Standardized Patient Materials

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John Harrison

SP Training Materials^



The patient is an 88-year-old man with hypertension (high blood pressure), hyperlipidemia (high cholesterol), CHF (congestive heart failure), type 2 diabetes complicated by chronic kidney disease, stage 3, (chronic kidney damage) peripheral neuropathy (damage to nerves in lower extremities) and retinopathy (damage to retina from diabetes). He also has age-related (dry) macular degeneration and has had cataracts removed from both eyes. You have seen him in the past because of falls which still happen occasionally, but less often since he started using a cane.  His son sent you letter a few weeks ago expressing his concern about his father’s safety while driving. Mr. Harrison’s wife passed away 2 years ago. She used to do most of the driving, and now he is driving himself. Last month he had a minor accident scraping the car next to him in a parking lot, and the neighbors have told the son that they have seen Mr. Harrison driving very slowly down the middle of the road. He is here to follow up on his hypertension and diabetes, which have been well controlled. You plan to use this opportunity to talk with him about his driving safety.

Your challenge as the Simulated Patient is threefold:

  1. Appropriately and accurately reveal facts and findings related to Mr. Harrison’s complaints
  2. Observe the resident’s behavior while you are performing as Mr. Harrison; and
  3. Accurately recall the resident’s behavior and accurately complete the performance checklist


You are an 88-year-old middle class Caucasian man. You are casually dressed in trousers, plaid shirt, and running shoes. You are reasonably groomed, but shirt is not properly tucked in and has some spots from spilled food on it. You appear physically fragile and with an air of mild anxiety.  You are cooperative, but not overly forthcoming with answers and questions. You make eye contact with your doctor. You are hard of hearing, and once in a while your answer to a question will not make sense because you didn’t hear the question properly. You aren’t anxious to stand up and walk as you are off balance and need a cane to walk.

Beginning of Encounter:

In response the question, “What brings you in today,” you answer in exactly the following words:

First, Just to check on the blood pressure I guess.”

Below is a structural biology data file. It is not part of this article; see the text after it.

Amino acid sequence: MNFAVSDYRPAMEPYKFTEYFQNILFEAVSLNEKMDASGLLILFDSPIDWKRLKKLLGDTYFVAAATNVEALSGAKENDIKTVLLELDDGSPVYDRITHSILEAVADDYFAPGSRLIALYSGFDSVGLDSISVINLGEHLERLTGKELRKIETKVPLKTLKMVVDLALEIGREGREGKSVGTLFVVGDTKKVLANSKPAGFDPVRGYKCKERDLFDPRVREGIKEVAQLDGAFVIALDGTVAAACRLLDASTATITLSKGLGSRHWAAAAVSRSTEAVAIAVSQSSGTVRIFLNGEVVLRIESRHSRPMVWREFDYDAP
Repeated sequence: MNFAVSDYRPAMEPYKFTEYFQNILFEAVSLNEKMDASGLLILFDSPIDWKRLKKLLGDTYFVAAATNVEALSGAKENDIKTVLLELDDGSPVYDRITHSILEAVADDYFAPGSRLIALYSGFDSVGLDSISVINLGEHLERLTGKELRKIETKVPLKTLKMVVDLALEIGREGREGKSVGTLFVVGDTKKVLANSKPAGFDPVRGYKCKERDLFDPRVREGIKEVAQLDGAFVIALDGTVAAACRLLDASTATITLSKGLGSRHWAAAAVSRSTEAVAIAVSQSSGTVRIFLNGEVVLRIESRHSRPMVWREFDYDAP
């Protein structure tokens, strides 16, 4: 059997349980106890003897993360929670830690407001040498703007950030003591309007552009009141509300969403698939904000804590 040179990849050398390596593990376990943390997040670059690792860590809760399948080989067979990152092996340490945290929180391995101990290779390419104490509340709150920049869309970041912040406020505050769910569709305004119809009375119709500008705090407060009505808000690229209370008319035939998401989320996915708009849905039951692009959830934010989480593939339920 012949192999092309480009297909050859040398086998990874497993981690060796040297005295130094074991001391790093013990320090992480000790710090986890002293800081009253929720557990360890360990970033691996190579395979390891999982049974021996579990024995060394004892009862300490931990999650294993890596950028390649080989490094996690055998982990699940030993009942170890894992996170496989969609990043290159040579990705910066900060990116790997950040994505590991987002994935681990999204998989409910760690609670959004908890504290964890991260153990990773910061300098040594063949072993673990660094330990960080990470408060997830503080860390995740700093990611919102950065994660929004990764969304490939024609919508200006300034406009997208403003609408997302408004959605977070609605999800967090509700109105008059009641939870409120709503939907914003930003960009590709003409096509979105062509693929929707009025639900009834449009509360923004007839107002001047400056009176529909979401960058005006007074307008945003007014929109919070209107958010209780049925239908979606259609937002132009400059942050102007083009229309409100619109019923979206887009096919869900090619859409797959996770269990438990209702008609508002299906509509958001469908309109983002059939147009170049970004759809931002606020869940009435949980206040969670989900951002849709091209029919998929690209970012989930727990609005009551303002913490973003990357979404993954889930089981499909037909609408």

The resident will likely follow-up with specific questions regarding your symptoms, underlying medical problems and medications.  The resident will also talk with you about whether or not you should be driving.  Answer direct questions with simple responses. You should not offer information unless directly questioned by the resident.


You have been seeing your current doctor at the Family Medicine Clinic for 20 years.  Your health has been relatively stable with some decline in your balance and vision. You have diabetes, HTN, CHF, and hyperlipidemia, all of which are under reasonable control. Your medications have not been changed for over a year.

Two years ago, your wife (Marion) passed away unexpectedly. You have been very lonely since, although Steven, your son who lives nearby, comes by about once a week and helps you with your groceries. Steven also fills your pill box. Your doctor started you on an antidepressant shortly after Marion passed away. Marion always set your pills out, made your meals, arranged your doctor’s appointments, and did most of the driving.

You spend most of the day in the house because of your fear of falling while walking. You used to read the local paper daily, but your vision now makes that difficult. You are hard of hearing, and although you can still talk on the phone, it is difficult to hear. You watch a lot of TV and care for your small dog, Champ.

Steven has been after you to give up driving. He thinks you should move into an apartment complex for senior citizens. He told you he was going to write to your doctor about his concern about your driving. Although you appreciate his help with a lot of things, you feel he is overstepping his boundary on this issue and that he shouldn’t get involved.

General Questions:

You have difficulty hearing and if you do not hear the resident clearly, you should say something like (“Excuse me?” or “I didn’t quite get that.” or “Could you say that again, please?” or answer what you thought you heard.).

Your son sets out your pills and you don’t know all the names and doses. You do take all your medications and don’t have any problems with side effects. (“There are 8 – 2 for blood pressure, 3 for diabetes, and one for depression in the morning, and 1 for diabetes and 1 for cholesterol in the evening.).

If the resident says something like:  “How are you feeling overall?” you would respond with…

“I suppose fine for my age. My hearing is going, and it is hard to read.  I need a nap every afternoon – and I have to be really careful not to fall.”

If the resident says something like:  “Do you have any chest pain or shortness of breath?” you would respond with…

“A little short of breath, but – but no chest pain.  Nothing new.”